Catamaran hull cross-section

Discussion in 'Multihulls' started by Le_skipper, Oct 22, 2020.

  1. Le_skipper
    Joined: Oct 2020
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    Location: Pointe-Calumet

    Le_skipper New Member

    Hi,
    I was wondering why some designers include outboard ''bulges'' on their hulls. By eliminating them and moving the hull bottoms outboard (see image), the hull center-to-center beam would be increased, improving the boat's lateral stability. The interior volume would be identical. I understand that the port and starboard hulls would not be identical anymore, but for a custom boat this is not important.
    Any thoughts all you experts?

    Thanks,
    Olivier Blanc
     

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  2. Alik
    Joined: Jul 2003
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    Alik Senior Member

    This is always a compromise of accommodation, structure, performance, stability...
    On the second option I would expect more slamming. Once heeled, the submerged hull shape would be affected.
     
  3. catsketcher
    Joined: Mar 2006
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    catsketcher Senior Member

    For those who want more room in the hulls, some flare can be good. In your diagram you show that the flared hull allows bench tops each side of the interior walkway. I have a version of this where the flare is much higher - instead of flaring to full width about 400mm above waterline my 38 footer flares about 1.2 m above the waterline on the outboard side. I like it very much. The lower hull shape has more bench space to the inside of the hull but you do not get as wide a bench top and interior storage. The high flare means you get more bench and storage space without some real problems.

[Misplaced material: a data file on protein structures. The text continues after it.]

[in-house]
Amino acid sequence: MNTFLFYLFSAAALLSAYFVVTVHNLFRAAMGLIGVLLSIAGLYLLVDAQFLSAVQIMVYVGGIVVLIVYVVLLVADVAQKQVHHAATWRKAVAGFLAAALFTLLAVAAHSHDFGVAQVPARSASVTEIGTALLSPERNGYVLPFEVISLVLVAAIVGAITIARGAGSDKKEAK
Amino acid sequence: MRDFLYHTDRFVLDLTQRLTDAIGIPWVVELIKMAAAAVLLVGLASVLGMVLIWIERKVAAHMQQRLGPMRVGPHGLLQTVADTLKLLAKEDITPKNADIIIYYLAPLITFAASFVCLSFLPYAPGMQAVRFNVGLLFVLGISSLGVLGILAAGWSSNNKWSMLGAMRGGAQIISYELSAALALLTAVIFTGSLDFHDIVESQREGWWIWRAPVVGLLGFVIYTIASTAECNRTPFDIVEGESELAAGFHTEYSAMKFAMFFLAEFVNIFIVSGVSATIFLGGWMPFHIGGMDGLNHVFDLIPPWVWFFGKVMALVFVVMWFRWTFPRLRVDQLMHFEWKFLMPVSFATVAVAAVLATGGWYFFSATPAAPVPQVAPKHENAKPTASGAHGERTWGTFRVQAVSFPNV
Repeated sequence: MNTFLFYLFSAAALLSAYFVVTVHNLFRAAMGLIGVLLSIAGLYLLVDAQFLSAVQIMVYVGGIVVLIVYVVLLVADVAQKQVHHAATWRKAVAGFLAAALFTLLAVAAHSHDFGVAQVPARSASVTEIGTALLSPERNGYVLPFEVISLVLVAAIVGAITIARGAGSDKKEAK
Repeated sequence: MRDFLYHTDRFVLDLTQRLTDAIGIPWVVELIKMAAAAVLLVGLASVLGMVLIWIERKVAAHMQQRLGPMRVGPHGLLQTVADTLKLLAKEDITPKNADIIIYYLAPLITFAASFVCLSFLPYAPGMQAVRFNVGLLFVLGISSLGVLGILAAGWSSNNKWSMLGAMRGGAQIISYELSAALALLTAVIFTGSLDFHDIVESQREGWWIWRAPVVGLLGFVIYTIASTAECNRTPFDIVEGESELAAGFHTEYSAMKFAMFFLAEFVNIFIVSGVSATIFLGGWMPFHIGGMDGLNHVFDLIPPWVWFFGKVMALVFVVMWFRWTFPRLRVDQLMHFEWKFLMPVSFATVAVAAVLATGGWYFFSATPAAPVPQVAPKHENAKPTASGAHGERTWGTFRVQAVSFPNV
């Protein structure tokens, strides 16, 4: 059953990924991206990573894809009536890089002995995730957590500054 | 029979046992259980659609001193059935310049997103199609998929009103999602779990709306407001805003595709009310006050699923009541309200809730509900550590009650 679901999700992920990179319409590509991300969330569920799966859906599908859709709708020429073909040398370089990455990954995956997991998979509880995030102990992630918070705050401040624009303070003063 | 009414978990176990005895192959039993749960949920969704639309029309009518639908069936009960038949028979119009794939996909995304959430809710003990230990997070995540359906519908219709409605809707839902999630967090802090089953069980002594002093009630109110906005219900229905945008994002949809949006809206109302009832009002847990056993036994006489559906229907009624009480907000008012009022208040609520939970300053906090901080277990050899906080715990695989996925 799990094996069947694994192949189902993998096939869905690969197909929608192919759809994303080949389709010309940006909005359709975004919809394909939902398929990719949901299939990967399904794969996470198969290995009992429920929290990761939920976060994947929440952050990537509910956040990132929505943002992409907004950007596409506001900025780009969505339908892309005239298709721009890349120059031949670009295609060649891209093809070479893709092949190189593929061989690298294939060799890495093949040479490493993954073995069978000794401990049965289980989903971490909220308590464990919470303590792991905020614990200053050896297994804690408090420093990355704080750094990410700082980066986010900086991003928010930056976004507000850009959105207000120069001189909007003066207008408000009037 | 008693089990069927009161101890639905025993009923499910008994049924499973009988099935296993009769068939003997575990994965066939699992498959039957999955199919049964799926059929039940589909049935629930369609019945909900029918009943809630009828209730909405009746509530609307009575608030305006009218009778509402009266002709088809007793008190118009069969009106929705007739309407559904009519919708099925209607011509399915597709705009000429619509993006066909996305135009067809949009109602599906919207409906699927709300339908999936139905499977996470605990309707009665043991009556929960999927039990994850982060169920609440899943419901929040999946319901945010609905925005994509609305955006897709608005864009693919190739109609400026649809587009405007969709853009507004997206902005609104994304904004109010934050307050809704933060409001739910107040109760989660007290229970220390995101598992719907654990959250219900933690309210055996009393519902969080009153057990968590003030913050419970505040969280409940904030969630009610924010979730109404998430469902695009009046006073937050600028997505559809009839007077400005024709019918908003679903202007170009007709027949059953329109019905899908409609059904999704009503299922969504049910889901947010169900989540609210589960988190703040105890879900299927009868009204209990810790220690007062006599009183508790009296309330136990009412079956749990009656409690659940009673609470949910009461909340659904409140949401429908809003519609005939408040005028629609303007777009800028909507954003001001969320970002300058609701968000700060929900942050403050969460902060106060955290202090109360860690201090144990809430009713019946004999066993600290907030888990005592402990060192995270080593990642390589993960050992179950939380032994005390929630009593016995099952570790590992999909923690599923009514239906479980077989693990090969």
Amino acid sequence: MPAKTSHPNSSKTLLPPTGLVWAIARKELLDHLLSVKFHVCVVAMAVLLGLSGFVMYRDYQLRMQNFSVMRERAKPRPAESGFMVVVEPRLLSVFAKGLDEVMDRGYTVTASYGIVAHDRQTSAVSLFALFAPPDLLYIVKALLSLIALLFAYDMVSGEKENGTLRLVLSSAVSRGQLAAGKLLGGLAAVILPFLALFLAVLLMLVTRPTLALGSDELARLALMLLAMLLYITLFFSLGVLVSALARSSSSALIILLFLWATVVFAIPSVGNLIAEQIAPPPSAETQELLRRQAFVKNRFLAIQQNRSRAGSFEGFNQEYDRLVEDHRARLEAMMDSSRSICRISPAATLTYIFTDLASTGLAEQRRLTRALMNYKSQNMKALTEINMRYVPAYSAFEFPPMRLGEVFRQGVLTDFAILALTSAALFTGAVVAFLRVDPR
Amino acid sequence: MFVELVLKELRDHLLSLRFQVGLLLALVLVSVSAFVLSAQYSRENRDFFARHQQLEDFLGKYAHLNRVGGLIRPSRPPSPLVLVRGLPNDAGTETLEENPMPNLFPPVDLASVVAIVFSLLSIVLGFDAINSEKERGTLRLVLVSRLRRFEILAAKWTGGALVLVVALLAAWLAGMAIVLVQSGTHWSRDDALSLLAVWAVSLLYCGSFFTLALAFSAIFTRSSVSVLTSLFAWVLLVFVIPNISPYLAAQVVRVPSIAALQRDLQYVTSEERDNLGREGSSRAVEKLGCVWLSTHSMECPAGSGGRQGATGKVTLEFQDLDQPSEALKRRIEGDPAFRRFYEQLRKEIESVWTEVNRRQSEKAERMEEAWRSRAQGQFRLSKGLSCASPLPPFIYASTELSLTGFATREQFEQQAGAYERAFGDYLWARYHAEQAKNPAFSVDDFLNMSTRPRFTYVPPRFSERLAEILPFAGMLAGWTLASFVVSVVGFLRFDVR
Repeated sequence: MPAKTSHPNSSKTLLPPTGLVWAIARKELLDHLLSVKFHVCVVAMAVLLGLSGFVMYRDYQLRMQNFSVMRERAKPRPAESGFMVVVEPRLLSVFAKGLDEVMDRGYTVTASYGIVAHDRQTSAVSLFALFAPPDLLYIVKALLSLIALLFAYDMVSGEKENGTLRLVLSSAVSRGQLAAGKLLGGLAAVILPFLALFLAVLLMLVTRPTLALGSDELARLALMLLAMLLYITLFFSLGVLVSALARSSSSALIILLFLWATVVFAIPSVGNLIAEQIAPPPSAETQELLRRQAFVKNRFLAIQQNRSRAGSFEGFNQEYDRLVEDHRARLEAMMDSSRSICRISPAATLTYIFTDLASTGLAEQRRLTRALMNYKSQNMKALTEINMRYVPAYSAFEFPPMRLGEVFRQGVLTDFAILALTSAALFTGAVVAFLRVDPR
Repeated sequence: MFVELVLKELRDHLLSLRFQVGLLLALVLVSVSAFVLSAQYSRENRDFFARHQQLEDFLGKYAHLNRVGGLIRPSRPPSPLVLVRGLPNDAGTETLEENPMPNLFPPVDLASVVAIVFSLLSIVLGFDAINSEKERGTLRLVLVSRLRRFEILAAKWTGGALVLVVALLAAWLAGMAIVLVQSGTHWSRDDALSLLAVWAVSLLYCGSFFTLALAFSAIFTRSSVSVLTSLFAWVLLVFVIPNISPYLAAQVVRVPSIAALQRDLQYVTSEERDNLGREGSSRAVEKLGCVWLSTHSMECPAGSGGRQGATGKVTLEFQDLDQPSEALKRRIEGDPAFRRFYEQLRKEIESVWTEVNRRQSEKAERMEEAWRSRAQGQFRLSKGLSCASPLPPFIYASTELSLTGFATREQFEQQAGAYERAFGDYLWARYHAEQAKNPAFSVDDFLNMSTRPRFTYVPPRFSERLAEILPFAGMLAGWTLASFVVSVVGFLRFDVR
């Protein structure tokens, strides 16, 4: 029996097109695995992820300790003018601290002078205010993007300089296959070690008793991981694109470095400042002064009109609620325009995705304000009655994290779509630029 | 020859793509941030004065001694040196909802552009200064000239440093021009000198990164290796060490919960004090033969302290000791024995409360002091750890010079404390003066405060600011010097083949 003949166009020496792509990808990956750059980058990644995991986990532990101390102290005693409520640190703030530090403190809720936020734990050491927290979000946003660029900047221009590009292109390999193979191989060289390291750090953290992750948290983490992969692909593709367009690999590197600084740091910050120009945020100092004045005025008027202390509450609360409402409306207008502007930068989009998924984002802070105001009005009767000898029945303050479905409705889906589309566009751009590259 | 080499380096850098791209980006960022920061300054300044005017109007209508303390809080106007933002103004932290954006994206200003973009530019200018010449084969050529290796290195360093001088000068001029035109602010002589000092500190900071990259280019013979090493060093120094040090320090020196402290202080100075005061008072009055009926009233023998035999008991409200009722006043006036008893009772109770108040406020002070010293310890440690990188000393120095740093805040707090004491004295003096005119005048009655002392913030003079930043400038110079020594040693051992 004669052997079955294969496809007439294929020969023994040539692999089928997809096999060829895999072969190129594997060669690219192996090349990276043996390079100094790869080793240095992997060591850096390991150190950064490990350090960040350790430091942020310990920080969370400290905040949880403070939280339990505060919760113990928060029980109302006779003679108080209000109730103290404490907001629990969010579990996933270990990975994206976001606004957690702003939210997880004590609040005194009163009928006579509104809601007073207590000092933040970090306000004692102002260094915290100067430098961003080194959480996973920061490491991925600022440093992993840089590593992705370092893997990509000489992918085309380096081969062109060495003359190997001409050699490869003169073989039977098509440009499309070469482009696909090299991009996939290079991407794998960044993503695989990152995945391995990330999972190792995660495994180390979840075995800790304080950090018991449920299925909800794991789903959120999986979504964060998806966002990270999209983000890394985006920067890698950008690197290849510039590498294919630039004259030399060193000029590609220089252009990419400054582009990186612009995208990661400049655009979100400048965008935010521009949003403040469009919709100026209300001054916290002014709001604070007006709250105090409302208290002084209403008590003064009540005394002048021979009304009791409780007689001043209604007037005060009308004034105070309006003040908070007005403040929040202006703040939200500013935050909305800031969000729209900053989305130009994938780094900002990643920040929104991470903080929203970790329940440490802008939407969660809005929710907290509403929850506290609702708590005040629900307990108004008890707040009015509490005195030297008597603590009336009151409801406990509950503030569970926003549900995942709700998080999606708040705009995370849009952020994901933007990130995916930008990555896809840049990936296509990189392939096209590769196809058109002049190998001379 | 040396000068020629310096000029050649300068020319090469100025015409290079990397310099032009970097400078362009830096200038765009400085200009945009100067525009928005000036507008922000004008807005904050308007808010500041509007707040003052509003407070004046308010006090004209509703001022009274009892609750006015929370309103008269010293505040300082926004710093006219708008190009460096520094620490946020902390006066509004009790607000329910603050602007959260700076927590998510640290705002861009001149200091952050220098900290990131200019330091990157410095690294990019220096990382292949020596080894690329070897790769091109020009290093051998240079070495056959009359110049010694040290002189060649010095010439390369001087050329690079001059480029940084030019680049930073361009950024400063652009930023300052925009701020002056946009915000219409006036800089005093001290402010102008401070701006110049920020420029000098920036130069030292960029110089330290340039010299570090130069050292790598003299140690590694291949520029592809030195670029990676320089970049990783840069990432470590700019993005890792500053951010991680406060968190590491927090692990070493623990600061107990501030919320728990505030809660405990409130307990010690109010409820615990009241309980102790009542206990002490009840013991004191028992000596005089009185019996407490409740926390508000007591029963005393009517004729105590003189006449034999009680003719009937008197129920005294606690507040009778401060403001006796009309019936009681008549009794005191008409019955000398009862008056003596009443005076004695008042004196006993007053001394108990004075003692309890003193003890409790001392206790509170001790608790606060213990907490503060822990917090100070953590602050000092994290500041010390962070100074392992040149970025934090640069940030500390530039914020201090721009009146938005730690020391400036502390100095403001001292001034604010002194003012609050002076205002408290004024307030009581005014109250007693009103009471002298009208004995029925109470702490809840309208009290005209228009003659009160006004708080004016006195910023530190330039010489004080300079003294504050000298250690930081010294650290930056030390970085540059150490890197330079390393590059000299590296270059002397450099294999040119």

I have designed and built two other boats using the top profile and it is problematic. Slight miscalculations with the build/weight study and the low flare shape will have drastically different properties to that designed. Also when overloaded, the flare will get low to the water on the lee hull when hard pressed. But I like the shape for getting wider bunks into the hull low down. You can use this shape but it requires that the boat never gets heavier over its lifetime and that is a hard ask.
     
  4. TANSL
    Joined: Sep 2011
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    TANSL Senior Member

    Welcome to the forum.
    It is not easy to judge the why of the shapes of a hull without being able to analyze more than one cross section.
    Stability on a catamaran is not usually a problem.
    Making the hulls symmetrical can bring the cost of the mold to something like half that of asymmetrical hulls. This is not of great importance in cases of series production but it does, and great, in case of a single hull.
     
  5. Le_skipper
    Joined: Oct 2020
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    Location: Pointe-Calumet

    Le_skipper New Member

    When the large inboard chamfer panel starts going below the waterline, the waterplane area increases quickly, isn't that good for load carrying capacity? Is the increase in drag really bad if the hulls are already very slender? Would it slam in some wave conditions?
     
  6. Mr Efficiency
    Joined: Oct 2010
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    Mr Efficiency Senior Member

    So what is the main problem, an increase in resistance from the rapid increase in demihull beam, with further immersion ?
     

  7. fallguy
    Joined: Dec 2016
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    fallguy Senior Member

    I would say that the bigger hull gonna take more power, pound more unless you start off with plenty of bdeck. One of my favorite designs is the Malcolm Tennant Domino 20.

    gotta ask how it compares 2AC4DD05-CA03-4575-B4FE-1702208B7027.png
     
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